Meno Health. Clinical Evidence.

TWC #051: Nutrition can be so important during the menopause!

Dear MHI reader

In today’s newsletter, our Clinical Nutritionist Breda Gavin-Smith looks at the complex relationship between diet and the menopause and offers practical tips for optimal health.

When women are at this important stage in their lives, it’s important to understand how diet can support health and alleviate symptoms.

A healthy, varied diet for the menopause

Eating a healthy, varied diet and increasing exercise in your daily life can alleviate some menopausal symptoms. The good news is that these changes can also help reduce the risk of some longer-term health problems associated with the menopause that many don’t even know about. These include osteoporosis (a condition that weakens bones) and cardiovascular disease (such as heart disease and strokes).

Nutrition with phytoestrogens

Phytoestrogens are plant compounds that mimic the effect of oestrogen in the body. When consumed regularly and in sufficient quantities, they can have a mild estrogen-like effect, which can be useful when estrogen levels drop. Foods rich in phytoestrogens include soy products, flaxseed and pulses. They can alleviate menopausal symptoms such as hot flushes.

What should I bear in mind with a phytoestrogen diet?

– It can take two to three months for plant-based oestrogens to take effect.

– They seem to work better for some women than others. The difference could lie in the intestinal bacteria.

– Taking plant estrogens several times a day seems to be more effective than taking a higher dose once.

A healthy, varied diet supports heart health

The menopause is associated with an increased risk of heart disease. A heart-healthy diet can help to lower cholesterol levels and blood pressure.

A diet rich in fruit, vegetables and fiber-rich foods (e.g. whole grains) and limiting the consumption of foods high in saturated fat, sugar and salt is crucial for heart health.

Omega-3 fatty acids, found in oily fish, can help reduce inflammation, lower cholesterol, and promote a healthy cardiovascular system. Try to eat at least one portion of oily fish per week. Fatty fish includes sardines, mackerel, salmon, trout and herring.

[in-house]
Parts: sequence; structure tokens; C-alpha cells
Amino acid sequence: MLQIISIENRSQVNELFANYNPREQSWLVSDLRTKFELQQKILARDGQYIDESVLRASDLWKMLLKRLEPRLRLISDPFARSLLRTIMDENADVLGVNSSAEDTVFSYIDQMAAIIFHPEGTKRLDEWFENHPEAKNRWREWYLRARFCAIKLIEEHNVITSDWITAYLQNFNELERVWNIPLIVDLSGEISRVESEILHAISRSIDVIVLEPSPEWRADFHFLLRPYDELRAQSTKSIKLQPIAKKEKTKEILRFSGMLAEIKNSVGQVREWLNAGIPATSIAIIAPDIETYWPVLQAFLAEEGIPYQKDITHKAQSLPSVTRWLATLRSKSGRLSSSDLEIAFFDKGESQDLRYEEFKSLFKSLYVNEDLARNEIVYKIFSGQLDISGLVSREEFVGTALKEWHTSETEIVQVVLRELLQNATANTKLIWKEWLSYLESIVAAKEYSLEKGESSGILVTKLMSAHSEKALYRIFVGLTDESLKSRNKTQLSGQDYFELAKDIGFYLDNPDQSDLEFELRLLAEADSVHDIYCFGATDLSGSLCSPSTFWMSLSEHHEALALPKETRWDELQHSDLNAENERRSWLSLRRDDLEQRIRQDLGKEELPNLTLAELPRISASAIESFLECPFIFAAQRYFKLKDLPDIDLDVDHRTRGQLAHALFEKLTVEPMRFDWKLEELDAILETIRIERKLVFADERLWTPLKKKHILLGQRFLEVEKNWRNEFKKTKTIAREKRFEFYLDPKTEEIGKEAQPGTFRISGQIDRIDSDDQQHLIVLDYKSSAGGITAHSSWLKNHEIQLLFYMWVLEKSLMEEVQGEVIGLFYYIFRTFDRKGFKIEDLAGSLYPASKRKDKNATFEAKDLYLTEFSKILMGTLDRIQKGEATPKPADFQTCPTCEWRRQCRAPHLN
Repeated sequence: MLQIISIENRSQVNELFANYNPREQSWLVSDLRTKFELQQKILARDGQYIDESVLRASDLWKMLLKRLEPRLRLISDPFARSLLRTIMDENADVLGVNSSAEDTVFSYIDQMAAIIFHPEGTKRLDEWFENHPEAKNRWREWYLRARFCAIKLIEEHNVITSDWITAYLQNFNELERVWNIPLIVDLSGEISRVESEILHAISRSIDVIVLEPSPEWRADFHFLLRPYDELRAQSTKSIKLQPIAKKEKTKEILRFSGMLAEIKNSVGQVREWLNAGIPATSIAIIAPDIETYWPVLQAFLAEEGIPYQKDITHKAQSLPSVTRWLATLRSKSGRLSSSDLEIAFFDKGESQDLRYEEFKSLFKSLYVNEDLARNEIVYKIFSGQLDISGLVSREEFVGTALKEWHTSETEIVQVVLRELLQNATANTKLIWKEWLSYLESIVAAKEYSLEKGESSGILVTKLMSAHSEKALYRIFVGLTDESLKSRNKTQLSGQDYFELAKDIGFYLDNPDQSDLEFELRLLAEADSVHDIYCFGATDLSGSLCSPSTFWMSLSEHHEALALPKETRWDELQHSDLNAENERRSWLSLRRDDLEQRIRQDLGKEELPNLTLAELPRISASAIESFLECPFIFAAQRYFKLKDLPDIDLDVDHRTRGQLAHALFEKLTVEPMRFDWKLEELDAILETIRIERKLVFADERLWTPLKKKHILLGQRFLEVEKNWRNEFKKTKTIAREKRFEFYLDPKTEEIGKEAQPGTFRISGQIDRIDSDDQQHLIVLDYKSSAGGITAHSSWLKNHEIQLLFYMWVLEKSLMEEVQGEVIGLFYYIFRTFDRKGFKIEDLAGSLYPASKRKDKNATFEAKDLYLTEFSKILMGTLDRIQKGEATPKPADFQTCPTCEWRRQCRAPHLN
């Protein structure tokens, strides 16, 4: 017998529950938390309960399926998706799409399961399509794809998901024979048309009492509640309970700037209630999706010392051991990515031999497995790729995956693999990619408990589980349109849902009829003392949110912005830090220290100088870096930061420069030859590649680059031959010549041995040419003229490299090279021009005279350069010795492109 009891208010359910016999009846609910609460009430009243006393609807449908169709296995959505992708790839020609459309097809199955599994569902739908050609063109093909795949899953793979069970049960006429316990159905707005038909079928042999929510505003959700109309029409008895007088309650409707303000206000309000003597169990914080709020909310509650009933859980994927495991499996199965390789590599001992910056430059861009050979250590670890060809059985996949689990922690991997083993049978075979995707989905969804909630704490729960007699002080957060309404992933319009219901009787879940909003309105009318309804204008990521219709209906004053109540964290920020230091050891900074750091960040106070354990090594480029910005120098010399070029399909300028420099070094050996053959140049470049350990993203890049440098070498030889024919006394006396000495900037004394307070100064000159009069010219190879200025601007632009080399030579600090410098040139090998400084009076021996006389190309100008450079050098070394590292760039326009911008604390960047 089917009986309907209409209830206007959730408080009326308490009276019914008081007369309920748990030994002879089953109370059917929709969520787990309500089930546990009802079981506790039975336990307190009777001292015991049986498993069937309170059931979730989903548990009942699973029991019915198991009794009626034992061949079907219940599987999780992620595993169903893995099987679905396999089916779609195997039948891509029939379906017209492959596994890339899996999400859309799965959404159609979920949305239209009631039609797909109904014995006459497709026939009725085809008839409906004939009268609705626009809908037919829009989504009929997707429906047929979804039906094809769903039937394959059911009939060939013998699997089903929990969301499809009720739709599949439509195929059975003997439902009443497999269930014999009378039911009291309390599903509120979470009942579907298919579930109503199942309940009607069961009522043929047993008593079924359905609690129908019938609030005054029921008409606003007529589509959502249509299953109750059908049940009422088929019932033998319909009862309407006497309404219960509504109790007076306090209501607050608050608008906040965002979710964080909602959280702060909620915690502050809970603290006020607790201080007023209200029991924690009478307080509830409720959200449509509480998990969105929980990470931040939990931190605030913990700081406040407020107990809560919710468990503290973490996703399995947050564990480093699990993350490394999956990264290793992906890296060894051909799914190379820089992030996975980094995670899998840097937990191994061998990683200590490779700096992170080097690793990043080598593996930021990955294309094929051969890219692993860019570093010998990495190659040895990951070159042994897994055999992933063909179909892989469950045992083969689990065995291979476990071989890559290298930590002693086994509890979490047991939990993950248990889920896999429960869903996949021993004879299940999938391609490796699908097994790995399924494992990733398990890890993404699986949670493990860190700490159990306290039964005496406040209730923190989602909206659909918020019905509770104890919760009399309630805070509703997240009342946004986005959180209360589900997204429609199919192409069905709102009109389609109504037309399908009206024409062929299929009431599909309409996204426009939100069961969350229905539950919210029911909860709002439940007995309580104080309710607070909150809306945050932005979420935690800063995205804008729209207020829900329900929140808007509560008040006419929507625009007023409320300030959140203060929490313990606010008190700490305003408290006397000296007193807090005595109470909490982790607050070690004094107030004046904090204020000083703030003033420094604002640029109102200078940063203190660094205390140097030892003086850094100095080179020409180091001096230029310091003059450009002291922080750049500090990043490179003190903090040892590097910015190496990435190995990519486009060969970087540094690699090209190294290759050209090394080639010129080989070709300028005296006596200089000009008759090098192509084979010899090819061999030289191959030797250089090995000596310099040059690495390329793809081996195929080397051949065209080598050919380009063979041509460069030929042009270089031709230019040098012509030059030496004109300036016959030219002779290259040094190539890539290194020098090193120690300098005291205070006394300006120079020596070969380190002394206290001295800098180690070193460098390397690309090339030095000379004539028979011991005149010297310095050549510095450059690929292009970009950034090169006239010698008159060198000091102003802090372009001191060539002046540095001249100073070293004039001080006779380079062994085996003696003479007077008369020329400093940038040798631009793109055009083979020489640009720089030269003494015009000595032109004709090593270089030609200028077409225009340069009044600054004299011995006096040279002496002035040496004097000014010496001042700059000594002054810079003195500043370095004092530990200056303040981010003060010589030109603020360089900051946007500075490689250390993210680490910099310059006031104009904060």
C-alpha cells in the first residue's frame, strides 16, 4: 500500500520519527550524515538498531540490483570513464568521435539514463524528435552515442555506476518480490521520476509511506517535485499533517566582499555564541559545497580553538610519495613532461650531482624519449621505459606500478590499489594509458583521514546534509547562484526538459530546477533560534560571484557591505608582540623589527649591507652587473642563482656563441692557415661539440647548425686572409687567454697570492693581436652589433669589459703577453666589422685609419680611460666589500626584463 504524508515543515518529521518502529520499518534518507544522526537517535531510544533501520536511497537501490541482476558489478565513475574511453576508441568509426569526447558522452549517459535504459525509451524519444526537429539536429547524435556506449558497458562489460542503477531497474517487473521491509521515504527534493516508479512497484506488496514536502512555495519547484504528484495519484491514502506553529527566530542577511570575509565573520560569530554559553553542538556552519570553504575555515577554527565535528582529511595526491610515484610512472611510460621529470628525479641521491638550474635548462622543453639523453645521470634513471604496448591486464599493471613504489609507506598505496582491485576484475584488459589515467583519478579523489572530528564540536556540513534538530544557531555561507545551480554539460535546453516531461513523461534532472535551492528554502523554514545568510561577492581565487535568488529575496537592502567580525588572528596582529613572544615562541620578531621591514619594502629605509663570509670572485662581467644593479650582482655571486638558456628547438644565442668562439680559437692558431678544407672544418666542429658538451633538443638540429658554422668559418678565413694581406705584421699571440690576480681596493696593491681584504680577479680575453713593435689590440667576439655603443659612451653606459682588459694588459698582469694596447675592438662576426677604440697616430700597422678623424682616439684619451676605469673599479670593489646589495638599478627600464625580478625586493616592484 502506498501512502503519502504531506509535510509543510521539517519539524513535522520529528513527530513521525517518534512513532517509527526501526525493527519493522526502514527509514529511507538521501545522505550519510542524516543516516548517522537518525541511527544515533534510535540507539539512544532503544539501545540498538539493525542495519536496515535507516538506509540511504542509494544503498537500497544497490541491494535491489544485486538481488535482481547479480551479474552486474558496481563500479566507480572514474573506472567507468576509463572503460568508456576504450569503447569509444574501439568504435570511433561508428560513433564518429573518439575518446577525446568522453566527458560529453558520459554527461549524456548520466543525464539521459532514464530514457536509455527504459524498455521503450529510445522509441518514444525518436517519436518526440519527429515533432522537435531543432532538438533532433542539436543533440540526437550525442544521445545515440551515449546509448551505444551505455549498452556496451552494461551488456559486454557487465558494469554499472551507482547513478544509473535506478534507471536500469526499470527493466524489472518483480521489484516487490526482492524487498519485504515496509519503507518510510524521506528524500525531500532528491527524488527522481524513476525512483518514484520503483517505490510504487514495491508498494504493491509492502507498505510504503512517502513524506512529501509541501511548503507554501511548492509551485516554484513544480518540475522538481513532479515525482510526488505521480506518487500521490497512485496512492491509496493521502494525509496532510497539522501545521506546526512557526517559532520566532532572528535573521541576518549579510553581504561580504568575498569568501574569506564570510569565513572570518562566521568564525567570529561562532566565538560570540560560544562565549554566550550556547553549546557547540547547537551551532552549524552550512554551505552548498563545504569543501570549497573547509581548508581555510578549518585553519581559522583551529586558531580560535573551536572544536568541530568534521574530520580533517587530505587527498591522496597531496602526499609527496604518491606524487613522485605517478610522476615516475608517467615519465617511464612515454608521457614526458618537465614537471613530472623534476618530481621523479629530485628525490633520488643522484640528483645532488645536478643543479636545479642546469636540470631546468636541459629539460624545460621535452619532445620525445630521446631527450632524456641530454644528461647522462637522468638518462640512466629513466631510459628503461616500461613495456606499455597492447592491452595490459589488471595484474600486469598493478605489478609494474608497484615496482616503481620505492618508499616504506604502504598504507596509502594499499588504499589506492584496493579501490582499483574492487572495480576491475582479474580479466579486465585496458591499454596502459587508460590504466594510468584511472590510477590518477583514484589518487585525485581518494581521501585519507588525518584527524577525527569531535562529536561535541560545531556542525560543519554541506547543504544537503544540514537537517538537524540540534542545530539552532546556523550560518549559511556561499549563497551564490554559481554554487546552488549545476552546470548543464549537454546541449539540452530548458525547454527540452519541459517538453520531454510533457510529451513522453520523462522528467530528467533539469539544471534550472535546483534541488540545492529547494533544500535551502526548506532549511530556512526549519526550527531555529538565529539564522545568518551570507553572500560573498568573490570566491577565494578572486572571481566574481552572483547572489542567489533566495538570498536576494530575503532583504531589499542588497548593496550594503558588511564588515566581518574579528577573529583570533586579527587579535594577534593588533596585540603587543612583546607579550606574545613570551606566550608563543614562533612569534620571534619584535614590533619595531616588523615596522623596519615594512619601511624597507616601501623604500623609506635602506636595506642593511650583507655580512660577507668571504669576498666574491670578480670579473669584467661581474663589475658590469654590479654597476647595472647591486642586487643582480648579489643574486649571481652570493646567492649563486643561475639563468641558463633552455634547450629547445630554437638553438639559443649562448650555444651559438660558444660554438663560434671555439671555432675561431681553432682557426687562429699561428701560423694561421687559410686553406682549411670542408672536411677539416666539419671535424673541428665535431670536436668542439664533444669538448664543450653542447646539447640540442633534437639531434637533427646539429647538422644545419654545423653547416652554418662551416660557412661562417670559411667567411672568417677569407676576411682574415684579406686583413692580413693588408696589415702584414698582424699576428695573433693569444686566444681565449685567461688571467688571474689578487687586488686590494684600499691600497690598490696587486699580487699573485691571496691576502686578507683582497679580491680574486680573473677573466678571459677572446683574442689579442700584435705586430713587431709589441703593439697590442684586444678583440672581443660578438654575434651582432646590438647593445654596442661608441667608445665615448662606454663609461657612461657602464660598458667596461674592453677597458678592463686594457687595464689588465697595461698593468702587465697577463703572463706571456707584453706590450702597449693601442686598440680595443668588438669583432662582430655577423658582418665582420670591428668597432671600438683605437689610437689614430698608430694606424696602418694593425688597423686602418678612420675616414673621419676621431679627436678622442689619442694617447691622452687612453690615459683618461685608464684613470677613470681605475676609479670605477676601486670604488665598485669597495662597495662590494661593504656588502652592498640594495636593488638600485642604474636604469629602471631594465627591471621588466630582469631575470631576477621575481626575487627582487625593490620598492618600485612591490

Calcium and vitamin D are part of a healthy diet

From the age of 35, we slowly lose calcium from our bones. The fall in oestrogen levels during the menopause increases the rate of loss and therefore the risk of osteoporosis. An adequate supply of calcium and vitamin D is therefore important for bone health. To meet your calcium and vitamin D requirements, you can eat enough dairy products, leafy vegetables and fortified cereal products and spend time in the sun. Hormone replacement therapy also helps to maintain estrogen levels and protect bone health.

A healthy diet also helps with weight management

Hormonal changes during the menopause can lead to weight gain, especially around the abdomen. But other factors such as ageing, lifestyle and genetics also influence weight gain. For example, muscle mass decreases with age, while the proportion of fat increases. The loss of muscle mass slows down the body’s calorie consumption. This process can make it more difficult to maintain a healthy weight. If you watch your calorie intake and portion sizes and exercise more, you can prevent weight gain. Strength training is particularly important to maintain and build muscle mass.

Reducing alcohol and caffeine consumption is part of a healthy diet

Excessive alcohol and caffeine consumption can increase symptoms such as hot flushes and disrupt sleep patterns. Try to reduce your consumption of caffeinated drinks such as coffee, tea and cola or drink decaffeinated or herbal teas. Stick to the recommended amount of alcohol – about two/three units per day (1 small glass of wine 125 ml = 1.5 units). Avoid alcohol if you feel it is making your symptoms worse.

The menopause is particularly challenging, but a balanced and nutritious diet can support both physical and emotional wellbeing. Remember that small changes to your diet will enable you to cope with the menopause with vitality and resilience.

We hope this information will help you to better understand the menopause and take practical steps to manage it. If you need personal advice or support on your journey through the menopause, contact The Women Circle here.

In our next edition, again on Saturday at 9am, we will cover more aspects of the menopause and women’s health. Stay informed and feel comfortable in this special phase of life.

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